On the 18th of October 2021, the United Nations Academic Impact Hub for SDG 2 (hosted by the University of Pretoria) in collaboration with the Malabo Montpellier Panel hosted a panel discussion on “What’s next for food systems?”. This discussion follows the United Nations Food Systems Summit (UNFSS) that took place on 23 & 24 September 2021, at which stakeholders, ranging from farmers and business leaders to governments committed to transformation of the food system. The summit aimed to launch bold new actions to deliver progress on all 17 SDG’s, including SDG 2: Zero Hunger.
Prof Sheryl Hendriks, Head of the Department of Agricultural Economics, Extension and Rural Development at the University of Pretoria facilitated the discussion, opening the discussion with the comments, “Promises are one thing, moving to action is another ball game. There is still a lot to do beyond the food system summit”. These words introduced a fascinating discussion about what actions need to be taken now.
Prof Joachim von Braun who is the Chair of the UNFSS’s Scientific Group and Co-Chair of the Malabo Montpellier Panel spoke about the relationships between the environment and the food system. The different systems are connected and impact each other, which is why it was so important that the agenda of the summit extended beyond food, to system transformation. Prof von Braun explained the synergies and trade-offs that are evident when talking about transforming the food system. He also presented the findings from “The True Cost and True Price of Food” conducted by the UNFSS Scientific Group. According to the brief, currently, the value of food is not determined by how nutritious or sustainable it is. Instead, the value of food is determined by markets. The price of food does not reflect the value of food for society. Healthy food is relatively expensive, while unhealthy food is cheap. Prof von Braun also presented the seven priorities that the Scientific Group recommended for food system transformation, including investments into improving bioscience innovations and digital innovations to improve the inclusiveness of the food system and productivity. He also presented the practical steps for science that are needed for UNFSS including mapping the national food systems of all countries; identifying the relevant science, innovations and knowledge to address national concerns; integrating food system research policies into development policies and connecting national food systems with a global interface. The role of science and innovations will be critical in ensuring food system transformation, as Prof Von Braun explained.
Dr Ousmane Badiane who is the Co-Chair of the Malabo Montpellier Panel and Executive Director of AKADEMIYA2063 provided insight into the role of policy and institutions in moving the post-summit agenda forward. “Good policies are not the solution to everything, but I am convinced that bad policies are the cause of all problems”. The last twenty years has seen consistent economic growth in Africa, despite several crises that have hit the world. There is however much room for improvement and Dr Badiane explained how policies can help transform food systems to be more inclusive and better equipped to deal with problems. An example that he gave was that evidence-based policies need to be built on, perfected, and employed to help transform food systems with consistency and continuity. Policies require investment and time, so efforts need to be continued. Policy needs to be food-systems orientated, rather than agriculturally focused. Furthermore, Dr Badiane also said that productivity in Africa needs to be increased to stimulate growth, and science and innovation are one of the ways that this can be achieved. For him, the opportunities to transform the food system are endless, but will require serious commitment from various stakeholders including policymakers.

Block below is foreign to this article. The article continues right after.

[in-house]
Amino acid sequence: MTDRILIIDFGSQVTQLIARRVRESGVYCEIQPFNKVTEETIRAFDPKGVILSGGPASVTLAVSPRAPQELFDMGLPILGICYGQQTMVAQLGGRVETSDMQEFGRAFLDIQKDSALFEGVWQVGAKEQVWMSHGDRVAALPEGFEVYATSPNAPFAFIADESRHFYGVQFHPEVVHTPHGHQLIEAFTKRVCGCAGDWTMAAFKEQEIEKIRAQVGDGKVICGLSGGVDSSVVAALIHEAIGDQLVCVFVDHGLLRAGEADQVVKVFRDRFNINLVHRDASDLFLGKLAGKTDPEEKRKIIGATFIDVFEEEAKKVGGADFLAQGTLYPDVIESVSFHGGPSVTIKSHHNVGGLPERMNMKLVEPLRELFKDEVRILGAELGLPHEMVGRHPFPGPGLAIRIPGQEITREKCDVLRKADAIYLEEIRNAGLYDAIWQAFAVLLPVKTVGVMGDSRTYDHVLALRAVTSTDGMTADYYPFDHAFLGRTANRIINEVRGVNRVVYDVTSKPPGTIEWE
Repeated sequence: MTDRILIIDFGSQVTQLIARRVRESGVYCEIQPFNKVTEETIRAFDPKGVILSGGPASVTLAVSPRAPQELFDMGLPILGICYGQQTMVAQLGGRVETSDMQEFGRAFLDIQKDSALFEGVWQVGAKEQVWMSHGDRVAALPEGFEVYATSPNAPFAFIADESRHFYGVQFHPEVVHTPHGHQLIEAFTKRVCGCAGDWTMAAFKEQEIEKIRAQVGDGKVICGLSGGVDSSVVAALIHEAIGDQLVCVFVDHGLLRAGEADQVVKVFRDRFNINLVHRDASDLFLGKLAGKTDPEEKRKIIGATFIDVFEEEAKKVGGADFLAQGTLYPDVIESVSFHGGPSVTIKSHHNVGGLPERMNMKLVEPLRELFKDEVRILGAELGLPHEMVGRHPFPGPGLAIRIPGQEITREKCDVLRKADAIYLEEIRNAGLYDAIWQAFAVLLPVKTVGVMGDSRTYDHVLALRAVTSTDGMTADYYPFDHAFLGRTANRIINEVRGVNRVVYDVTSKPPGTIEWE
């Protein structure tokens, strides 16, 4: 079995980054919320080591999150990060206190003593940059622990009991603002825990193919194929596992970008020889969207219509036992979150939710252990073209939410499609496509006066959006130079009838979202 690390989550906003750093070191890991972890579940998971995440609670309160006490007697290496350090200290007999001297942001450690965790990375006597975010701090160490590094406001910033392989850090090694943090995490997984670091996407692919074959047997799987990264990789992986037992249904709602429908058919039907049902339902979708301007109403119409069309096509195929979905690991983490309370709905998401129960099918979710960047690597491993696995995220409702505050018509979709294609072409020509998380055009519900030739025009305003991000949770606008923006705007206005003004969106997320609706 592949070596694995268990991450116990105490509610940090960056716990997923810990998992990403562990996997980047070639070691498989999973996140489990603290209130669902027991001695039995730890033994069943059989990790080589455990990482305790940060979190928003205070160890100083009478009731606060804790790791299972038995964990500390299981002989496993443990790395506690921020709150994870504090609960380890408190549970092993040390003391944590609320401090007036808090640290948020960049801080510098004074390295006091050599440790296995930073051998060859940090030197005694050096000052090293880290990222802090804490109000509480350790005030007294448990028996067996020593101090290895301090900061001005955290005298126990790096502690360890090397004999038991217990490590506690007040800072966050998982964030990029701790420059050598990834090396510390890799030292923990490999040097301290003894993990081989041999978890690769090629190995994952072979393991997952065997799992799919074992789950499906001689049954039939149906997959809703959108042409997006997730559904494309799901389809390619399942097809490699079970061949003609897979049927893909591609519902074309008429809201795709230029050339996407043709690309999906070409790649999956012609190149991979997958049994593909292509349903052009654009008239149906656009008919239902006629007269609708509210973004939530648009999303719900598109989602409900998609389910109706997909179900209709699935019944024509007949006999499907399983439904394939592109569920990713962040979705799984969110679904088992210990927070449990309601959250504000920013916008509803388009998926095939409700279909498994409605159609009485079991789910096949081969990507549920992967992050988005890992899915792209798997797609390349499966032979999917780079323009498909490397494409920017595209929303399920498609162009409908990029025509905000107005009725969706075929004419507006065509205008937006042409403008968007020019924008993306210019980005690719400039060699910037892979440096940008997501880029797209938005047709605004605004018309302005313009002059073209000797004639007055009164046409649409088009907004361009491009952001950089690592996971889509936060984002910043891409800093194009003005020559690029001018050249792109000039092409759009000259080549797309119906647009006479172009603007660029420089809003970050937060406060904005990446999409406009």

The final speaker of the discussion was Dr Maximo Torero who is the Chief Economist at the Food and Agriculture Organisation (FAO). He introduced a game that was developed by the FAO and the Lexicon in response to the UNFSS, “Change the Game, Change the Future”. The game brings together the modern infrastructure that was developed for the summit to help anyone understand how interventions aimed at tackling specific challenges can have unintended consequences and trade-offs. The game focuses on one of the many challenges that are currently faced in the food system, food loss and food waste. The game blends insight, innovations and real-time data to show how policymakers in all countries can make the right decisions for interventions. The game will be launched in November, and will offer individuals and learning institutions with a wonderful tool for understanding the potential complexities and trade-offs in food system decisions.
The UN Food Systems Summit successfully ensured the prioritisation of food system transformation by world leaders who have committed to tackling global hunger, climate change and biodiversity loss. The summit also championed equity and inclusion of all stakeholders who will need to be involved in transforming food systems. Agreements and promises have been made, and it is now time for action to be taken.
Becoming an agent of change is not limited to policymakers and business leaders. As suggested by the panellists, engaging with different stakeholders on the ground leads to learning and teaching, which enhances the understanding of all of us. The panellists that participated in this discussion outlined some of the steps that will be required in achieving food security for all, and each of us has a role to play in transforming food systems, as researchers, as consumers, and as the people of the world.
If you missed the discussion, you can watch the recording here.